Finally! A Slow Feeder Option That Works for Me!

We all know our horses should eat small amounts of forage frequently. Depending on your horse’s size and nutritional requirements, that means 15 to 30 pounds of hay divided into small meals throughout the day, which also means you could basically spend your whole day feeding horses at regular intervals. For most of us, that’s just not practical.

Still, research studies, veterinarians, and equine nutritionists constantly recommend slow feeding for the management of everything from equine Cushing’s disease to equine metabolic syndrome to behavioral issues. But I didn’t fully understand the importance of slow feeding forage until my filly started exhibiting signs of equine gastric ulcer syndrome, which is exacerbated by infrequent feedings. Even my regular feeding program of three hay meals a day and limited concentrated feed left her with severe ulcer attacks. So, like any good, obsessive horse owner, I started searching for a solution that worked for my sweet filly’s health, my small herd’s idiosyncrasies (they’re kind of a high-maintenance bunch), and my own time management and budget constraints. Over the next year I:

  • Investigated “pillow net feeders” (a neat idea) and full-bale nets, but these posed foot-entrapment risks for my one shod horse. I considered separating him from my two barefoot horses, but group housing is too important to my herd’s happiness.
  • Tried hanging haynets with small holes, but fixing them high enough to eliminate hoof-entrapment issues left my dressage horse with a sore neck and my allergy-prone gelding with hay-dust-related respiratory distress.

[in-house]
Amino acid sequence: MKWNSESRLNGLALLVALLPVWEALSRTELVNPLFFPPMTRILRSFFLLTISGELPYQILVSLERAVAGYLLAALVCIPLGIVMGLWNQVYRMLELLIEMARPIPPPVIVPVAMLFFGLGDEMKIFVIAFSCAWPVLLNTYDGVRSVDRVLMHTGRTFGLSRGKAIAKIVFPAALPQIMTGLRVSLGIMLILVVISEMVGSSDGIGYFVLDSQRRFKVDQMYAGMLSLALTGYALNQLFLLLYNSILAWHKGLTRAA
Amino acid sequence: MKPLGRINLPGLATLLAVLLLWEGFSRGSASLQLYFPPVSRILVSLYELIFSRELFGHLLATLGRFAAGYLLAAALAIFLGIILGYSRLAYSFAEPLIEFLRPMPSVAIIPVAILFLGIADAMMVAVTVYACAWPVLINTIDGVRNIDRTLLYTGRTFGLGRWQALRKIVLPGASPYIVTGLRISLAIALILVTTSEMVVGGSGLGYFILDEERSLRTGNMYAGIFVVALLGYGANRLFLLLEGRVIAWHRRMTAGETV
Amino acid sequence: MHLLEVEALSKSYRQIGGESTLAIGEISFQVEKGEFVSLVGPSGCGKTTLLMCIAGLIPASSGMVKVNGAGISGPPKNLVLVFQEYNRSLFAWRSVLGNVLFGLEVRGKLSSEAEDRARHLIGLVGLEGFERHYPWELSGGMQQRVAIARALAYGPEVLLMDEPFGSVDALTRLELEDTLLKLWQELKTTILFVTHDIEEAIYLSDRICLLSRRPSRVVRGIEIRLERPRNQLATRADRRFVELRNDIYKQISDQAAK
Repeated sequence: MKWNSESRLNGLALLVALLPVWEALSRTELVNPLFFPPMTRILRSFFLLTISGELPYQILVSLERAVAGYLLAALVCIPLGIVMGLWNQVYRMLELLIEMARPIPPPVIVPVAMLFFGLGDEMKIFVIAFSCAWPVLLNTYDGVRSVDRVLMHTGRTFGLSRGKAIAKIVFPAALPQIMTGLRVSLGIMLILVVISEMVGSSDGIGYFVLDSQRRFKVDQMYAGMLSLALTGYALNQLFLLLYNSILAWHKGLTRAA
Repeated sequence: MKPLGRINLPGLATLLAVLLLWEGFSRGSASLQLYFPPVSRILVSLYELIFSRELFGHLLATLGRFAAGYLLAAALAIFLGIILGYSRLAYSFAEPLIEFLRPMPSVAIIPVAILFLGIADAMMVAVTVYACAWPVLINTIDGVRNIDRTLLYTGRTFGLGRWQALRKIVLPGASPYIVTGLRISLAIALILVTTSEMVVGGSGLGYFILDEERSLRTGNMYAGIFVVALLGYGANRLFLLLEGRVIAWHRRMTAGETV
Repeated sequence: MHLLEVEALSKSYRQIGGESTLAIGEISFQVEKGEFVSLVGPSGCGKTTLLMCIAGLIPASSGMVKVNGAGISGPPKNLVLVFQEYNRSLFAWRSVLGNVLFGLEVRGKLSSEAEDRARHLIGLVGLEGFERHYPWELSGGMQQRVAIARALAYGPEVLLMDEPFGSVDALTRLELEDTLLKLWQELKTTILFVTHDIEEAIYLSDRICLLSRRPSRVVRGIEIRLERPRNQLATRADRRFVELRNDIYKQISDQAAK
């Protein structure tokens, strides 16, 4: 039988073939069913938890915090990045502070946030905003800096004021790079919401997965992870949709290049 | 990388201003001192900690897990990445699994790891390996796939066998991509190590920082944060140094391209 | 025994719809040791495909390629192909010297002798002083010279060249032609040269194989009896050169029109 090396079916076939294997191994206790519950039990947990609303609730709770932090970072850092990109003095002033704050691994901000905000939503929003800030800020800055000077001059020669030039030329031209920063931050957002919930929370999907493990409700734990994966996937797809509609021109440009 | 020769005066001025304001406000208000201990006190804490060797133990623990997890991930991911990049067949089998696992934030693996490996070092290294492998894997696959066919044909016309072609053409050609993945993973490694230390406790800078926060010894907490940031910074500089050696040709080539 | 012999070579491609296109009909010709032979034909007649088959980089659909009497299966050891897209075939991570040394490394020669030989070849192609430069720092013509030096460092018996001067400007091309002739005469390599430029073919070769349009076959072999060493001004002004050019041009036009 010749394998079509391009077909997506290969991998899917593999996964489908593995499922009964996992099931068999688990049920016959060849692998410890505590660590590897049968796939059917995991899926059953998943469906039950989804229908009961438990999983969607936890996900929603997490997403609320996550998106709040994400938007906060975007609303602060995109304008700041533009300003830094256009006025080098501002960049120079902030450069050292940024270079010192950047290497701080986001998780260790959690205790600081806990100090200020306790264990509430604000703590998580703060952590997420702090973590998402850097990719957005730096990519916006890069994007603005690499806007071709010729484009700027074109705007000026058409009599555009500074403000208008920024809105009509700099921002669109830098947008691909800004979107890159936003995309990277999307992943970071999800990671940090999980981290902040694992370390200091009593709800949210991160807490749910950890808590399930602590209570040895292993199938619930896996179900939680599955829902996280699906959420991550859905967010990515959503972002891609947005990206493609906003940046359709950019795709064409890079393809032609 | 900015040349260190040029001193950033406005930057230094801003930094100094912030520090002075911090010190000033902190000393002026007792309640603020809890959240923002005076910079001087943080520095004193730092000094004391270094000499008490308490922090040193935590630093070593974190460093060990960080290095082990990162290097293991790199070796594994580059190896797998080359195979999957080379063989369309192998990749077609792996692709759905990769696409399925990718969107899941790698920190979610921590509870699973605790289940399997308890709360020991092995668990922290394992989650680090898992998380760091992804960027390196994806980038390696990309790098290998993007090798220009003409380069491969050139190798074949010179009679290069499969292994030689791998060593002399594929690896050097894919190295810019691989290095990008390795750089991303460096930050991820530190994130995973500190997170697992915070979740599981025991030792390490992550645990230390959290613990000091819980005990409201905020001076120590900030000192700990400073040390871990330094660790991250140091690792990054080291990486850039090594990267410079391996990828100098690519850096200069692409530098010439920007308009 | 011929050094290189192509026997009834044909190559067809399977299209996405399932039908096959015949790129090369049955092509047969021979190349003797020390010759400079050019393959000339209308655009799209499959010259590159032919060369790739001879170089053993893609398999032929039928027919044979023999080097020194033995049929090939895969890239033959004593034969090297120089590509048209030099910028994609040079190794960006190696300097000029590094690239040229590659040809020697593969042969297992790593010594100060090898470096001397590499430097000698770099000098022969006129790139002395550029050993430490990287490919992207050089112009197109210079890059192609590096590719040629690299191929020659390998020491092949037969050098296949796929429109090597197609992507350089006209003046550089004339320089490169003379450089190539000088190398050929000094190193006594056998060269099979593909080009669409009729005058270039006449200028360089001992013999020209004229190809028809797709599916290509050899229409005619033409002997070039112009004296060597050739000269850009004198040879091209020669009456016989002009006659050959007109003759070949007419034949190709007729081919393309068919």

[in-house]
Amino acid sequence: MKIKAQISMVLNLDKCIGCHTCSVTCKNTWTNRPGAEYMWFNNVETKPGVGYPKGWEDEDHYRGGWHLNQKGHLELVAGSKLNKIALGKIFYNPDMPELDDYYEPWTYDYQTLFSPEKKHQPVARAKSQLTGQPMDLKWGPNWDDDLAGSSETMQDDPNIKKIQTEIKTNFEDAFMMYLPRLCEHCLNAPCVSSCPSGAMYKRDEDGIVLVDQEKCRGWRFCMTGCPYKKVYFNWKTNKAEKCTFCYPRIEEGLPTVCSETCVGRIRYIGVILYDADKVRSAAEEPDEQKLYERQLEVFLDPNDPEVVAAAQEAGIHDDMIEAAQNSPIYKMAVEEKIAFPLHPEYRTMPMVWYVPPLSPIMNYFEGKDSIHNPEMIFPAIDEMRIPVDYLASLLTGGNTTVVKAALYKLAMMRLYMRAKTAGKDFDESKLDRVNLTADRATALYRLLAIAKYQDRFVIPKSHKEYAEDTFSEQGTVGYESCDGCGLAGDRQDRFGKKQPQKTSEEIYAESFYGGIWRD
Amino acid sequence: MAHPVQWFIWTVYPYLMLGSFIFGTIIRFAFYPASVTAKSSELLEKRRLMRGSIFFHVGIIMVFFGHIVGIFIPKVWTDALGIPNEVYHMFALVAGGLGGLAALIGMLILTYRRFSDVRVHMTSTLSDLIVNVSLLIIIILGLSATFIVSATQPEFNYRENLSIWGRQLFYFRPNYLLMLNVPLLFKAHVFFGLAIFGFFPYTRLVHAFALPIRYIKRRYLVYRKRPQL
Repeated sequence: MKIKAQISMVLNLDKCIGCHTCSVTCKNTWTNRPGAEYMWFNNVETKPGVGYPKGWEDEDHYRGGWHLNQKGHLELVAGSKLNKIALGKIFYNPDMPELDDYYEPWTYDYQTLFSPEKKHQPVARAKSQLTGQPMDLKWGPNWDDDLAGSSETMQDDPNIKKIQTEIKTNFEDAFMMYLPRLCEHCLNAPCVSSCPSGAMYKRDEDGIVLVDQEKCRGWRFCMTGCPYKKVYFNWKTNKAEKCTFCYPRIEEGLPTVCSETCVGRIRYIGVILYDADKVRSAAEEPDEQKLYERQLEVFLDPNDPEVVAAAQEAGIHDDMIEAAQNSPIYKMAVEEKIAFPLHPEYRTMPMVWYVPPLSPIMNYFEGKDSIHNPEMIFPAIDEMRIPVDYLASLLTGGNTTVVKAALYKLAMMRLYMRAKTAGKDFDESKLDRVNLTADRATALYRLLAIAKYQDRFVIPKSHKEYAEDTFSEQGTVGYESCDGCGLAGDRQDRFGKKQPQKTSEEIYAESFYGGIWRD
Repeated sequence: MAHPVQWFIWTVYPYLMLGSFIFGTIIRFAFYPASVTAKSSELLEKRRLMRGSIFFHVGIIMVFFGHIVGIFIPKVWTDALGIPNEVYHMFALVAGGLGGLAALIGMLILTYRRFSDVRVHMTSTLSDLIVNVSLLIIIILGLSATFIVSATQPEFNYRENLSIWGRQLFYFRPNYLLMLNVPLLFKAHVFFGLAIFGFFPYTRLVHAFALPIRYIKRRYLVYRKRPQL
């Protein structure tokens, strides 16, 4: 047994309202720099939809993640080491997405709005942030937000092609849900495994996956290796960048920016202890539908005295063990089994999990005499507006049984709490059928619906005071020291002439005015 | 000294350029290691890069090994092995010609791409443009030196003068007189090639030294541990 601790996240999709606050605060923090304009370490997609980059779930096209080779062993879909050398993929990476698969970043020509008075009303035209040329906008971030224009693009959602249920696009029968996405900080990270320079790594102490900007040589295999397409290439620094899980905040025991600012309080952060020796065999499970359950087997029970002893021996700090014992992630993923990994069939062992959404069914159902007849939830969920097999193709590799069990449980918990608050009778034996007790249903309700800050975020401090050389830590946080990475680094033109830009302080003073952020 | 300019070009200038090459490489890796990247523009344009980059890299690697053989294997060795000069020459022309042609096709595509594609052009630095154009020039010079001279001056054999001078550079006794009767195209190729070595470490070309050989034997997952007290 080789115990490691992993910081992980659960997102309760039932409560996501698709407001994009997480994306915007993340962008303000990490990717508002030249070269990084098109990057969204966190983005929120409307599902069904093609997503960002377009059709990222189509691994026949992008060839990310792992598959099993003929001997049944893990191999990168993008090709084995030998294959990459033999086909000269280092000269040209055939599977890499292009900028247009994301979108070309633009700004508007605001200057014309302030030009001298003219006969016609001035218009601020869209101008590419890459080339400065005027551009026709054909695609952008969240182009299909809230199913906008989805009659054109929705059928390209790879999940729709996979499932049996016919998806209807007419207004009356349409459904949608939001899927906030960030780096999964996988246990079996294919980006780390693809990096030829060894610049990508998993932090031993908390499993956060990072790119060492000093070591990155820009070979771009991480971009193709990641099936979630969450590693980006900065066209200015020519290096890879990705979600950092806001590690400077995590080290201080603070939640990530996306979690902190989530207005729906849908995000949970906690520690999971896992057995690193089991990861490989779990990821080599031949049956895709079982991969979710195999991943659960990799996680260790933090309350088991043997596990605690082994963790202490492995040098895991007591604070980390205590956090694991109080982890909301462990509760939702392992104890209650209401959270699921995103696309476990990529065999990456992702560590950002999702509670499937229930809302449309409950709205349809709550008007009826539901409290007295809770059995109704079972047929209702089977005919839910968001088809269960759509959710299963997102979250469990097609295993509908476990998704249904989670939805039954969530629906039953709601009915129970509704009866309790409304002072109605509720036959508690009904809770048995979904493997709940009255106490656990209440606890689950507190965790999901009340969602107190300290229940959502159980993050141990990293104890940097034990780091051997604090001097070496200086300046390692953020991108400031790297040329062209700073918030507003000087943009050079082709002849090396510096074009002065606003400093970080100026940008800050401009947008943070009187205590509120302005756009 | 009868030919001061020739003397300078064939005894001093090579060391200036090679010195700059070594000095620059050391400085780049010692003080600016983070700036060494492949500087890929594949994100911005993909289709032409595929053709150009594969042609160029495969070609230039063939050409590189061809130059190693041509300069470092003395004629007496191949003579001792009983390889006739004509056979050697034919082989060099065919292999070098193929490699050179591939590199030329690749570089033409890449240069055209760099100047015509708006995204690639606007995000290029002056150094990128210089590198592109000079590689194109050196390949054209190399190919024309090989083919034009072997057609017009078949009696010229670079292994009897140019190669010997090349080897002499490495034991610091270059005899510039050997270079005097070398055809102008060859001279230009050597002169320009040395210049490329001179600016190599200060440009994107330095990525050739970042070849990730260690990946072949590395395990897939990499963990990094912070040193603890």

• Looked at ingenious but relatively expensive feeders made of PVC that spin and “grow” hay as the horse engages in natural grazing behaviors. However, our desert climate and is extremely hard on vinyl, and I couldn’t bear the cost for what could possibly be a short-term solution.
  • Tried a feeder with a “slow” grate on the top. While openings are small enough my horses can’t get their feet in them; they’re too large to slow down my vacuum-like herd.
  • Considered another type of feeder featuring a grate with smaller holes, but I’m convinced the wooden box wouldn’t survive my horses, who might share DNA with beavers.

Finally, eureka! Nearly at my wits' end (and several hundred dollars into my slow-feeder experimentation) I stuffed one of my haynets full of hay, tied back the fastener strings in a series of knots that my horses can’t untie or get caught in, and placed it in the grate feeder and locked it up. Within minutes, my horses were nibbling through both the grate and the net. If you watch the video, you can see my filly is using her lips and teeth in a natural way as she nibbles and “grazes” from the bag. You’ll also note she seems relaxed and content (if I posted a video of her eating from a hanging haynet, you’d see her biting the swinging bag in frustration).

Update: After I took this video, I tightly tied the hay net to the feeder's grate in multiple places (using short pieces of baling twine, but zip ties would also work) to prevent my horses from pulling the net out after they'd emptied it. So far, so good.

What solutions have you come up with to slow feed forage to your horses? Please share in the comments below or send us a photo or video at THEditorial@TheHorse.com!

About the Author

Michelle N. Anderson, TheHorse.com Digital Managing Editor

Michelle Anderson serves as The Horse's digital managing editor. In her role, she produces content for our web site and hosts our live events, including Ask the Vet Live. A lifelong horse owner, Anderson competes in dressage and enjoys trail riding. She's a Washington State University graduate (Go Cougs!) and holds a bachelor's degree in communications with a minor in business administration and extensive coursework in animal sciences. She has worked in equine publishing since 1998. She currently lives with her husband on a small horse property in Central Oregon.

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